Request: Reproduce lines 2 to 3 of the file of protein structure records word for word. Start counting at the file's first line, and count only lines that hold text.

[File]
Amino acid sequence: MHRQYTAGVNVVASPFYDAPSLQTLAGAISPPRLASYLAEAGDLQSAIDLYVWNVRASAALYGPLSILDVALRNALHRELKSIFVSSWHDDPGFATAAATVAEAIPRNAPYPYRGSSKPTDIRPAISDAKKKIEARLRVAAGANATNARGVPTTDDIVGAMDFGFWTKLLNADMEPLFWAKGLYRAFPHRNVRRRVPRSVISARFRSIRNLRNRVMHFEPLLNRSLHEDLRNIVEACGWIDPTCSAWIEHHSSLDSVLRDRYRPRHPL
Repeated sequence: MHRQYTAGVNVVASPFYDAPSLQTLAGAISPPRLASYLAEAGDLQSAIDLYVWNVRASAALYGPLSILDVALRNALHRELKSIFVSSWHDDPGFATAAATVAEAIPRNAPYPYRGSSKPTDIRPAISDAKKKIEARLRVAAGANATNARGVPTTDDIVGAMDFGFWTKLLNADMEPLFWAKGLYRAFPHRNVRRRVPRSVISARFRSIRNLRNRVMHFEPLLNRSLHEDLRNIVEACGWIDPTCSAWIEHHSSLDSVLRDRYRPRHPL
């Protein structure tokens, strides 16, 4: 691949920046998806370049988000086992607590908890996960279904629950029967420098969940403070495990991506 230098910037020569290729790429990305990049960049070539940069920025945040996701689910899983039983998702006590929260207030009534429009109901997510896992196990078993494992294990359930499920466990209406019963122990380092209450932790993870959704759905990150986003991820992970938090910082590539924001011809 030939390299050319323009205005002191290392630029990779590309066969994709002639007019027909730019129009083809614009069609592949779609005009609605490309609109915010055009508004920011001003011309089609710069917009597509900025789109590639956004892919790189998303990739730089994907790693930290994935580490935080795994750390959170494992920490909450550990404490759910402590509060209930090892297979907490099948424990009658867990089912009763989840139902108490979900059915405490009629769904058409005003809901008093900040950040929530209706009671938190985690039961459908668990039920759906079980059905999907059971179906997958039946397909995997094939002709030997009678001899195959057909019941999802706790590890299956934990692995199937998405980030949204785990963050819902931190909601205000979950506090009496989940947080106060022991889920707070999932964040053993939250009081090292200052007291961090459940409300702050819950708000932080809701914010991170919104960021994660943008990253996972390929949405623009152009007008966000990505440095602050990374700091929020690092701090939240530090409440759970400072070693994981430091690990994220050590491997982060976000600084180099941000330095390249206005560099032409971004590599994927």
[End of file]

Repeated sequence: MHRQYTAGVNVVASPFYDAPSLQTLAGAISPPRLASYLAEAGDLQSAIDLYVWNVRASAALYGPLSILDVALRNALHRELKSIFVSSWHDDPGFATAAATVAEAIPRNAPYPYRGSSKPTDIRPAISDAKKKIEARLRVAAGANATNARGVPTTDDIVGAMDFGFWTKLLNADMEPLFWAKGLYRAFPHRNVRRRVPRSVISARFRSIRNLRNRVMHFEPLLNRSLHEDLRNIVEACGWIDPTCSAWIEHHSSLDSVLRDRYRPRHPL
């Protein structure tokens, strides 16, 4: 691949920046998806370049988000086992607590908890996960279904629950029967420098969940403070495990991506 230098910037020569290729790429990305990049960049070539940069920025945040996701689910899983039983998702006590929260207030009534429009109901997510896992196990078993494992294990359930499920466990209406019963122990380092209450932790993870959704759905990150986003991820992970938090910082590539924001011809 030939390299050319323009205005002191290392630029990779590309066969994709002639007019027909730019129009083809614009069609592949779609005009609605490309609109915010055009508004920011001003011309089609710069917009597509900025789109590639956004892919790189998303990739730089994907790693930290994935580490935080795994750390959170494992920490909450550990404490759910402590509060209930090892297979907490099948424990009658867990089912009763989840139902108490979900059915405490009629769904058409005003809901008093900040950040929530209706009671938190985690039961459908668990039920759906079980059905999907059971179906997958039946397909995997094939002709030997009678001899195959057909019941999802706790590890299956934990692995199937998405980030949204785990963050819902931190909601205000979950506090009496989940947080106060022991889920707070999932964040053993939250009081090292200052007291961090459940409300702050819950708000932080809701914010991170919104960021994660943008990253996972390929949405623009152009007008966000990505440095602050990374700091929020690092701090939240530090409440759970400072070693994981430091690990994220050590491997982060976000600084180099941000330095390249206005560099032409971004590599994927």